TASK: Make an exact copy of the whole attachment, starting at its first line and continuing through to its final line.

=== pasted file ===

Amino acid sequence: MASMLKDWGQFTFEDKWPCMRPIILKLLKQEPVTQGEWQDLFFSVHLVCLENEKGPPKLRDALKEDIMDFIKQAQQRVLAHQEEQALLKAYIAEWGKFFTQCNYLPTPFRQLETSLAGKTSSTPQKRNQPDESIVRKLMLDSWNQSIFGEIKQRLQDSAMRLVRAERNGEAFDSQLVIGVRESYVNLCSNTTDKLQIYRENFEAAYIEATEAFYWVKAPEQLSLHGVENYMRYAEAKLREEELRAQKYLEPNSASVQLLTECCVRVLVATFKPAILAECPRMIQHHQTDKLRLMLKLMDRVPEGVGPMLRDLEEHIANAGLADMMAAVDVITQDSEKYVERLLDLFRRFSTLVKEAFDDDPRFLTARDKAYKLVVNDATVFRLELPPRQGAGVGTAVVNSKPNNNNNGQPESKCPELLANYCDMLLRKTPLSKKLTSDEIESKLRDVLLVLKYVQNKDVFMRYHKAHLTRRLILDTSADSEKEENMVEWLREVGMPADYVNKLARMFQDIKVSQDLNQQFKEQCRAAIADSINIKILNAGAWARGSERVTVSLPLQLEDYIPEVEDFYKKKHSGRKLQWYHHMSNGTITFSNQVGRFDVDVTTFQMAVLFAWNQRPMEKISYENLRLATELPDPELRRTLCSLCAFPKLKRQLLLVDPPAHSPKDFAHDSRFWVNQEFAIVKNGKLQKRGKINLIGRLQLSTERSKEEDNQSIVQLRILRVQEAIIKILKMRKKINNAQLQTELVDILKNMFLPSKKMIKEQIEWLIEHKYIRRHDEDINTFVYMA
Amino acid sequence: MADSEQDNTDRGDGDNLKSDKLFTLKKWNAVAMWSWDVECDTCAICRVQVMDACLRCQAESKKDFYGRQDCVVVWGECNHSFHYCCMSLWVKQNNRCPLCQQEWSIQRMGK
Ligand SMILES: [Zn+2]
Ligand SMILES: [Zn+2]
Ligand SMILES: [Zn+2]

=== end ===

Amino acid sequence: MASMLKDWGQFTFEDKWPCMRPIILKLLKQEPVTQGEWQDLFFSVHLVCLENEKGPPKLRDALKEDIMDFIKQAQQRVLAHQEEQALLKAYIAEWGKFFTQCNYLPTPFRQLETSLAGKTSSTPQKRNQPDESIVRKLMLDSWNQSIFGEIKQRLQDSAMRLVRAERNGEAFDSQLVIGVRESYVNLCSNTTDKLQIYRENFEAAYIEATEAFYWVKAPEQLSLHGVENYMRYAEAKLREEELRAQKYLEPNSASVQLLTECCVRVLVATFKPAILAECPRMIQHHQTDKLRLMLKLMDRVPEGVGPMLRDLEEHIANAGLADMMAAVDVITQDSEKYVERLLDLFRRFSTLVKEAFDDDPRFLTARDKAYKLVVNDATVFRLELPPRQGAGVGTAVVNSKPNNNNNGQPESKCPELLANYCDMLLRKTPLSKKLTSDEIESKLRDVLLVLKYVQNKDVFMRYHKAHLTRRLILDTSADSEKEENMVEWLREVGMPADYVNKLARMFQDIKVSQDLNQQFKEQCRAAIADSINIKILNAGAWARGSERVTVSLPLQLEDYIPEVEDFYKKKHSGRKLQWYHHMSNGTITFSNQVGRFDVDVTTFQMAVLFAWNQRPMEKISYENLRLATELPDPELRRTLCSLCAFPKLKRQLLLVDPPAHSPKDFAHDSRFWVNQEFAIVKNGKLQKRGKINLIGRLQLSTERSKEEDNQSIVQLRILRVQEAIIKILKMRKKINNAQLQTELVDILKNMFLPSKKMIKEQIEWLIEHKYIRRHDEDINTFVYMA
Amino acid sequence: MADSEQDNTDRGDGDNLKSDKLFTLKKWNAVAMWSWDVECDTCAICRVQVMDACLRCQAESKKDFYGRQDCVVVWGECNHSFHYCCMSLWVKQNNRCPLCQQEWSIQRMGK
Ligand SMILES: [Zn+2]
Ligand SMILES: [Zn+2]
Ligand SMILES: [Zn+2]